Post   » Sun Feb 02, 2003 9:36 pm

Charybdis - you are making this personal. From your comments I assume you would prefer that Nuts censor herself and not mention rescues/shelter situations that are less than stellar. She is only mentioning personal experiences that help explain why shelters have the policies they do. (You must be aware of doubtful rescues(collectors posing as, for instance) giving legit rescues a bad name, youself.) Because she has related less than positive example of firsthand knowledge you interpret it as a slam. It's her experience, nothing more. And it is a perspective that helps people to understand policies at OTHER shelters. Again, it's not about you.

I have no idea how well you know the shelter - all I know is you bring food to the rabbits weekly(note - I may have nissed pertinent info here or in other threads). I have no idea what written agreements you have or who you deal with. But it doesn't matter. This isn't about you personally. It's Nut's perspective of shelters and rescues based on her perspective. And in case you missed it. Nuts does rescue. So why would she intentionally slam herself. She is speaking a truth. You seem to want a cover-up or a lovefest of rescues, turning a blind eye to the problems that exist with some of them..

At this point you are like a dog chasing it's tail - going in circles and getting nowhere fast.

Yeah, a crappy thing happened to you. And guess what - it will probably happen again and again to rescuers all over. Insight from a shelter worker AND a rescuer may be help prevent some of these reoccurrences. If this thread was only for venting and the only response you wanted were outrage and sympathy - you should have said so right off the top.

Personally I think the perspective from the shelter's side is invaluable and could be used to improve the rescue/shelter relationship in the future.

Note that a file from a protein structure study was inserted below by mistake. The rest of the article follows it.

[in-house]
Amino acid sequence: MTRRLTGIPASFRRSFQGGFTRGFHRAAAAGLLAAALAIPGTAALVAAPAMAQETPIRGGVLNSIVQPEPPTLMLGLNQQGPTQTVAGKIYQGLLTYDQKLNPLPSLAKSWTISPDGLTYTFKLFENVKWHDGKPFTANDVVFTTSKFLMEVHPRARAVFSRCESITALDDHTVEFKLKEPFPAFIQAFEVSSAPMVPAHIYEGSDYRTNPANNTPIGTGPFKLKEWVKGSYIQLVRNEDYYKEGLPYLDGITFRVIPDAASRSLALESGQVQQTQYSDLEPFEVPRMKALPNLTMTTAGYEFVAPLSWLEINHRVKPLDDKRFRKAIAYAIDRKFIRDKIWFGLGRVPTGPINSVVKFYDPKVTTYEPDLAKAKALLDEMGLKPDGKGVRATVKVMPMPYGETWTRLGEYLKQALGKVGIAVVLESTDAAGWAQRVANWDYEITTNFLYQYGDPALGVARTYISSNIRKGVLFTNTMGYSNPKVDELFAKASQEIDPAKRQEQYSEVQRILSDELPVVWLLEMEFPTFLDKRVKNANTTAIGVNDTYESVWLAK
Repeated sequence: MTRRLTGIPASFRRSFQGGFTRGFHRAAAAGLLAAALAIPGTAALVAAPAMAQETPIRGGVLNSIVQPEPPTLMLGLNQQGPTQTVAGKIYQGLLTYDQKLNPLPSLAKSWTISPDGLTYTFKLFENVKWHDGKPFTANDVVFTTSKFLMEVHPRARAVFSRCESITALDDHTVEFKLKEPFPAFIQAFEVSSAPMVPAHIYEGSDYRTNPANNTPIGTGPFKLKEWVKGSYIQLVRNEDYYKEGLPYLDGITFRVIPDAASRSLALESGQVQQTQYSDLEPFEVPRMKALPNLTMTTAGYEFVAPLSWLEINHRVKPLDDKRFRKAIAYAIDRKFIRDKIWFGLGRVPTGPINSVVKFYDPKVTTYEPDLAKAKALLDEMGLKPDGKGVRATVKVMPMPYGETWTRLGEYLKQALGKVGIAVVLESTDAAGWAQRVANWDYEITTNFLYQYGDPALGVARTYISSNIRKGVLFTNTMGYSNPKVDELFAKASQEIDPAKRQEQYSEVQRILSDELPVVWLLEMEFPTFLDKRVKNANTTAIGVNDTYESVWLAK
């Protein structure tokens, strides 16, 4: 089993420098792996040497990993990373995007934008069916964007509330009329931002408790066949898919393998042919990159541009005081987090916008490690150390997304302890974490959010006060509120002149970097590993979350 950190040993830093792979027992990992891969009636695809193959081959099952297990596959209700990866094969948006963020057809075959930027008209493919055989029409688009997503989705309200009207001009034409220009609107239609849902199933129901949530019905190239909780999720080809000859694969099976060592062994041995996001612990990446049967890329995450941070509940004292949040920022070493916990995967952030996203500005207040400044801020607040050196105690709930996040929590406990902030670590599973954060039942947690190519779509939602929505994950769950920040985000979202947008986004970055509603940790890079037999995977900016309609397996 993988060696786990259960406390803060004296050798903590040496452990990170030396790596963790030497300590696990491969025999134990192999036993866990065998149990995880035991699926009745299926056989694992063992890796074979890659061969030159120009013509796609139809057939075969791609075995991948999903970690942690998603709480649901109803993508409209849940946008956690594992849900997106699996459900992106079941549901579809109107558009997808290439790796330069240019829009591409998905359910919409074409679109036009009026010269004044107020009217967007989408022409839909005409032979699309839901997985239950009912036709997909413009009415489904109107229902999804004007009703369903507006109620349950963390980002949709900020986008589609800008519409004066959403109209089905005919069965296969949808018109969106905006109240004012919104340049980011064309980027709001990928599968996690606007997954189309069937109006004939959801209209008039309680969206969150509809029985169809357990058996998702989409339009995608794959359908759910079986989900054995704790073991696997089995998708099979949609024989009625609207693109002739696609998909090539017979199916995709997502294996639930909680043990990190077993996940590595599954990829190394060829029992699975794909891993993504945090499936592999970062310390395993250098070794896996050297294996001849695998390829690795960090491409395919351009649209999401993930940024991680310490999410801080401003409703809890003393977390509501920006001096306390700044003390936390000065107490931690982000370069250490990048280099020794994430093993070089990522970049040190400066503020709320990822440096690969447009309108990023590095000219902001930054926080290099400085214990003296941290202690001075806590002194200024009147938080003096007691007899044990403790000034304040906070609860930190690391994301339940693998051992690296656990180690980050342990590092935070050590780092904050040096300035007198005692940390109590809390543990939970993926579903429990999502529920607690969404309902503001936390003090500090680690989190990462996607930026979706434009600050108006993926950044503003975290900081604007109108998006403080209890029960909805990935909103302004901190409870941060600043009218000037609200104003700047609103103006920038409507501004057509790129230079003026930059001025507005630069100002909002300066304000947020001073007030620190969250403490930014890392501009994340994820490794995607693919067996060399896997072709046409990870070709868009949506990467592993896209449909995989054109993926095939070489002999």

Post   » Sun Feb 02, 2003 10:07 pm

You seem to want a cover-up or a lovefest of rescues, turning a blind eye to the problems that exist with some of them..
So i4u is accusing me of looking down on other rescues (ie. the dog-cat rescue) and Pinta thinks I want a lovefest. So let me correct both impressions in bold print so that I can find it when I need to quote myself again later:

I am well aware that there are terrible, irresponsible people masquerading as rescuers and causing harm to animals. Did I not begin this thread by expressing outrage that the PHS pigs were stolen by a collector posing as a rescue? Furthermore, anyone who knows me knows why I started rescuing guinea pigs--that it was in direct response to what I feared was a rescue gone bad in my area.
the only response you wanted were outrage and sympathy
Pinta, scroll up 3 posts and read what I wrote:
ok, I understand the idea that shelters and rescues need to come to an agreement about holds and exchange policies.
But I'm just not willing to leave it at that, because I think these situations bring up some larger questions
Does it still sound like I'm just pitching for sympathy here? Or could it possibly be that I would really like to hear some input on the broader issues implicated--such as why we go around slamming pet store workers but somehow the bad things that shelters do gets swept under the rug?

I'm not interested in your sympathy. I don't even care whether or not you're outraged. I want to hear what people think. .

I will ask again. Why do we go around shrieking about pet stores with poor conditions who sell guinea pigs to anyone, yet completely refuse to discuss shelters with poor conditions who sell guinea pigs to anyone (and for considerably less $$ at that) except to say that the rescue needs to develop a better relationship with the shelter?